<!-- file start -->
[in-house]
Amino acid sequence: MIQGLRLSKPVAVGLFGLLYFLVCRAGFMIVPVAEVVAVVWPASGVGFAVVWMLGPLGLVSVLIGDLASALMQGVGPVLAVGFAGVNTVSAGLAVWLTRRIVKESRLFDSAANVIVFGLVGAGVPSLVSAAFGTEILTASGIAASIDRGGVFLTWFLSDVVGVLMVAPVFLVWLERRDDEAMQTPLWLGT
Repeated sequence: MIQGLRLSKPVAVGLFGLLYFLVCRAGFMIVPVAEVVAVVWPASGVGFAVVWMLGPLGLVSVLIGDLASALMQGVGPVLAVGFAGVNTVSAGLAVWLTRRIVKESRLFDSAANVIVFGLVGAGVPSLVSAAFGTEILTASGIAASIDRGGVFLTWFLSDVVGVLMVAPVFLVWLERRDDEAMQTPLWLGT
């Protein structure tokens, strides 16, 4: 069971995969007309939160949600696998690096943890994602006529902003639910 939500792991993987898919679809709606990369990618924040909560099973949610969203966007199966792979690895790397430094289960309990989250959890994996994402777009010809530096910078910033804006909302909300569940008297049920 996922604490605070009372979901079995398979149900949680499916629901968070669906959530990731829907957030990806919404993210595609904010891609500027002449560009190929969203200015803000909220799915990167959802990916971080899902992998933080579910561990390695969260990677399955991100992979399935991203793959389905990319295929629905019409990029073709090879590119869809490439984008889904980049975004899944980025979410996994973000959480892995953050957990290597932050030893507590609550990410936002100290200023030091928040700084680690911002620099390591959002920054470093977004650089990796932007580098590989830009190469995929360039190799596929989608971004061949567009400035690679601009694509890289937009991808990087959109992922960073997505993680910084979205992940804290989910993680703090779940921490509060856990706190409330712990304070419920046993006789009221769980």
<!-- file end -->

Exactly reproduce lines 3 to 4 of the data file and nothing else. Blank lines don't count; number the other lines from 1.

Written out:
Repeated sequence: MIQGLRLSKPVAVGLFGLLYFLVCRAGFMIVPVAEVVAVVWPASGVGFAVVWMLGPLGLVSVLIGDLASALMQGVGPVLAVGFAGVNTVSAGLAVWLTRRIVKESRLFDSAANVIVFGLVGAGVPSLVSAAFGTEILTASGIAASIDRGGVFLTWFLSDVVGVLMVAPVFLVWLERRDDEAMQTPLWLGT
């Protein structure tokens, strides 16, 4: 069971995969007309939160949600696998690096943890994602006529902003639910 939500792991993987898919679809709606990369990618924040909560099973949610969203966007199966792979690895790397430094289960309990989250959890994996994402777009010809530096910078910033804006909302909300569940008297049920 996922604490605070009372979901079995398979149900949680499916629901968070669906959530990731829907957030990806919404993210595609904010891609500027002449560009190929969203200015803000909220799915990167959802990916971080899902992998933080579910561990390695969260990677399955991100992979399935991203793959389905990319295929629905019409990029073709090879590119869809490439984008889904980049975004899944980025979410996994973000959480892995953050957990290597932050030893507590609550990410936002100290200023030091928040700084680690911002620099390591959002920054470093977004650089990796932007580098590989830009190469995929360039190799596929989608971004061949567009400035690679601009694509890289937009991808990087959109992922960073997505993680910084979205992940804290989910993680703090779940921490509060856990706190409330712990304070419920046993006789009221769980």